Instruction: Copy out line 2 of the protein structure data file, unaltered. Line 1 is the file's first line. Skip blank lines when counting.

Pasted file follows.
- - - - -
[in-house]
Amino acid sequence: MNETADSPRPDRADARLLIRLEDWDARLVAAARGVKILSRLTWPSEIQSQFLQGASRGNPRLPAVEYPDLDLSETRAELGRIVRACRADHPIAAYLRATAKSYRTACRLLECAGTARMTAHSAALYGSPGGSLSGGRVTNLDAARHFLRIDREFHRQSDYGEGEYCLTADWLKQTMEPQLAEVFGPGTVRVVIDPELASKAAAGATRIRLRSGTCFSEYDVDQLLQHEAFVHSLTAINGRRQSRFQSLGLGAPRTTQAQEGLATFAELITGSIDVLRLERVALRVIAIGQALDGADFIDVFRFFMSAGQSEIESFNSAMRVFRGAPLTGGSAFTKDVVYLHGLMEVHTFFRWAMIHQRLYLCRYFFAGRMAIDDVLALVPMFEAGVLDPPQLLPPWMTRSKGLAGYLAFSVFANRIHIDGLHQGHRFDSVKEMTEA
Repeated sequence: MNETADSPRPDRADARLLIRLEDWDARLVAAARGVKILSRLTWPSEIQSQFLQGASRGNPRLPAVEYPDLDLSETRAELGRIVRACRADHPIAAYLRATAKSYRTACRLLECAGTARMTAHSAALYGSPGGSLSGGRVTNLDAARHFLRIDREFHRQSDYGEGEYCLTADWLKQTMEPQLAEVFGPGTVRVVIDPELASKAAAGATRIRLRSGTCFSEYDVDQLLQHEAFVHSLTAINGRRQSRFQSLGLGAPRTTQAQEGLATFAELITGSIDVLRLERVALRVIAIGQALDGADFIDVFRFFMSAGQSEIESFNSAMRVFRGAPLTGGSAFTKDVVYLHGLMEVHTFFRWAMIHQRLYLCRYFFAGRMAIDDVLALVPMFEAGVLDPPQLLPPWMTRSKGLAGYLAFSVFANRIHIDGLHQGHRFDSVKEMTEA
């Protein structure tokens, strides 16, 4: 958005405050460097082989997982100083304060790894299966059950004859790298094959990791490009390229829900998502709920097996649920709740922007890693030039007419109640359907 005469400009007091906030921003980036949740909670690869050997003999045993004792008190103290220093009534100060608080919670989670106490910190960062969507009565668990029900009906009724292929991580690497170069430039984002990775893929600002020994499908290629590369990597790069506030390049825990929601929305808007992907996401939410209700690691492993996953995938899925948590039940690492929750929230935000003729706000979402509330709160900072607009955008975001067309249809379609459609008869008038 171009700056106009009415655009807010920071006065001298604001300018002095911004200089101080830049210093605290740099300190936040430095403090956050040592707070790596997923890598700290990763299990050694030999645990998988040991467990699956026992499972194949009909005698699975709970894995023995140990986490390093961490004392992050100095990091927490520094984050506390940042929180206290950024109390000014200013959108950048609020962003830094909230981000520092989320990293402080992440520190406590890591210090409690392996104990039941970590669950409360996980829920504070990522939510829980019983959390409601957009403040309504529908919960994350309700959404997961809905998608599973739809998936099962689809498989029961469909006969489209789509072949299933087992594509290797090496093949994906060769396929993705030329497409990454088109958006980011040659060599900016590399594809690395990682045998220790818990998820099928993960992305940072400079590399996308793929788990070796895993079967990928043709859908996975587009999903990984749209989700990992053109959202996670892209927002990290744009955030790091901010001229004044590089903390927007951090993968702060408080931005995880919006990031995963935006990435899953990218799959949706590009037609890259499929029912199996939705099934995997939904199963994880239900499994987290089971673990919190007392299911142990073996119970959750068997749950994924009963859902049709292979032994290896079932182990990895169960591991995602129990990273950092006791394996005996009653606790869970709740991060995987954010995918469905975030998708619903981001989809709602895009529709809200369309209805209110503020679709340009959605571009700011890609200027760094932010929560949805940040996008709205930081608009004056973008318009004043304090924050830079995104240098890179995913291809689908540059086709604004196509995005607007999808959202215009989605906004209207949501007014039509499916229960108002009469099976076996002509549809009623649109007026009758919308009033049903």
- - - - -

Amino acid sequence: MNETADSPRPDRADARLLIRLEDWDARLVAAARGVKILSRLTWPSEIQSQFLQGASRGNPRLPAVEYPDLDLSETRAELGRIVRACRADHPIAAYLRATAKSYRTACRLLECAGTARMTAHSAALYGSPGGSLSGGRVTNLDAARHFLRIDREFHRQSDYGEGEYCLTADWLKQTMEPQLAEVFGPGTVRVVIDPELASKAAAGATRIRLRSGTCFSEYDVDQLLQHEAFVHSLTAINGRRQSRFQSLGLGAPRTTQAQEGLATFAELITGSIDVLRLERVALRVIAIGQALDGADFIDVFRFFMSAGQSEIESFNSAMRVFRGAPLTGGSAFTKDVVYLHGLMEVHTFFRWAMIHQRLYLCRYFFAGRMAIDDVLALVPMFEAGVLDPPQLLPPWMTRSKGLAGYLAFSVFANRIHIDGLHQGHRFDSVKEMTEA